October 17, 2009
I saw Where the Wild Things Are today: it's a movie for adults about what it felt like to be a kid—a deeply considered interpretation of the book, beautifully rendered, but not a terribly good adaptation. There's a huge distinction in my mind between interpretation, which I see as someone's distinct vision of an original work, and adaptation which is a more neutral transformation of work from one medium to another, one that allows space for you to project your own interpretation. Of course a true adaptation of this book is impossible, so a strong interpretation was the way to go and in virtually every frame of this film you are reminded that this is Jonze/Eggers' Wild Things, rather than Maurice Sendak's Wild Things.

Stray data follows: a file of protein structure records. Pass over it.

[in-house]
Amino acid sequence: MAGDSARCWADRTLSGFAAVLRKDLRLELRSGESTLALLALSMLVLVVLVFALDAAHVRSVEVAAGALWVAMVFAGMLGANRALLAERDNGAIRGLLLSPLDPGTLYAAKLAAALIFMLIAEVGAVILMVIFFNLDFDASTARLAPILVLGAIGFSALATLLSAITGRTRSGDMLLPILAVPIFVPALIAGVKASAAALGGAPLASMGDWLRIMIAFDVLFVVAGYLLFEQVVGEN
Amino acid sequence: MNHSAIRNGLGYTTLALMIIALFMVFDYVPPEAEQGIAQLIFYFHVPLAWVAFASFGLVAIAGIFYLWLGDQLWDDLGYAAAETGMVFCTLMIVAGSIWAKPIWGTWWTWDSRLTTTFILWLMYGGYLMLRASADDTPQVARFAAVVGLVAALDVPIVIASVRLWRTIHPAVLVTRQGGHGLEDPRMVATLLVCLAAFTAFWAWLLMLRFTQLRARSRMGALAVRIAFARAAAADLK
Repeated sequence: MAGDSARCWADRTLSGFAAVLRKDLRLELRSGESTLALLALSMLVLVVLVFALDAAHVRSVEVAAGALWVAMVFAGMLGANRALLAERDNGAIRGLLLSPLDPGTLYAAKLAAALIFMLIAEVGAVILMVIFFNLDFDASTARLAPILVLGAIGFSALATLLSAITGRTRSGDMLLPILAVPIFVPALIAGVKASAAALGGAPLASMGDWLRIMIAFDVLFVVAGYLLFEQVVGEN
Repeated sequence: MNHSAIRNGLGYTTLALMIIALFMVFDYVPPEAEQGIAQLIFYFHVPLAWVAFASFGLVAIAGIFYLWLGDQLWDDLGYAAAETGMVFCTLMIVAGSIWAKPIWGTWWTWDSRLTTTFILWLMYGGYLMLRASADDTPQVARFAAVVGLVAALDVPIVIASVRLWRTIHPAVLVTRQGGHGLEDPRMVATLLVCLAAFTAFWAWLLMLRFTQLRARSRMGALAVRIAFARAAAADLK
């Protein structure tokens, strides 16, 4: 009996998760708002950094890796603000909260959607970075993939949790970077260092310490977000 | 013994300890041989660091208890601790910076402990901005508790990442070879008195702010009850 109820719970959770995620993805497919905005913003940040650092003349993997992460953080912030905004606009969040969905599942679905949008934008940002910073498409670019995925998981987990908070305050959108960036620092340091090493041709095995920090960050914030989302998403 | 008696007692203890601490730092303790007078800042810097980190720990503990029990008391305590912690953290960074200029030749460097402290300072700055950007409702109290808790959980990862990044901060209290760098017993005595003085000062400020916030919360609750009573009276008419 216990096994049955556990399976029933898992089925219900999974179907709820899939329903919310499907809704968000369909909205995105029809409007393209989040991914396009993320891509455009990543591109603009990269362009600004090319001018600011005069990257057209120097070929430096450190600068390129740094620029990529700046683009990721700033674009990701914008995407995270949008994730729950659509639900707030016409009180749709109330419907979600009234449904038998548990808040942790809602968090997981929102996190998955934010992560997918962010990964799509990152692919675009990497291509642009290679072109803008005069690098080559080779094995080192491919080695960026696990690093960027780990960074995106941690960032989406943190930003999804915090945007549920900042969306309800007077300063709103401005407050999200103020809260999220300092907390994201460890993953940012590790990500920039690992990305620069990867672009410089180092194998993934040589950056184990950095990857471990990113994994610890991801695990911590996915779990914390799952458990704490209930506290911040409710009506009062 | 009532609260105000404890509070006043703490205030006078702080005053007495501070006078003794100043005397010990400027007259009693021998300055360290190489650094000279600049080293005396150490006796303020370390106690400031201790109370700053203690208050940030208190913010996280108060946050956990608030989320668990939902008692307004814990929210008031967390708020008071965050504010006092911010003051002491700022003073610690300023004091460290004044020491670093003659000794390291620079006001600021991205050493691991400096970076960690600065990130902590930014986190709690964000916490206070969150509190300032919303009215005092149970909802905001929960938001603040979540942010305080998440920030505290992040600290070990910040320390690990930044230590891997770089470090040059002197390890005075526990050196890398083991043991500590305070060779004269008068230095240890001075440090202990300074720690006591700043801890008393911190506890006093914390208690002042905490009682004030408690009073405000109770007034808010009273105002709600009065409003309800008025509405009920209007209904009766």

I've been asked if I'll take my kids to the movie. I don't think I will. Raul Andres who is almost 5 has a particularly deep love of the book. I'm pretty sure for him the book is about the joy of rebellion, the power of imagination, and the love of home whereas large sections of the movie are about dread, loneliness, and the inevitable messy consequences of things. These emotions are large parts of every childhood, but for me (and I think for my son), these were not the emotions stirred by this particular book. If I were to take Raul Andres to the movie, I'm almost sure he would be scared by the film but love it anyway. Still, I would hate to have the Jonze interpretation of the story overwhelm the one he has in his head. That's the danger of movies for children. They can obliterate narratives which are still being formed. So I'll wait a few years for Wild Things to become his own. I hope by waiting his ultimate enjoyment of someone else's love for this book made real will only deepen.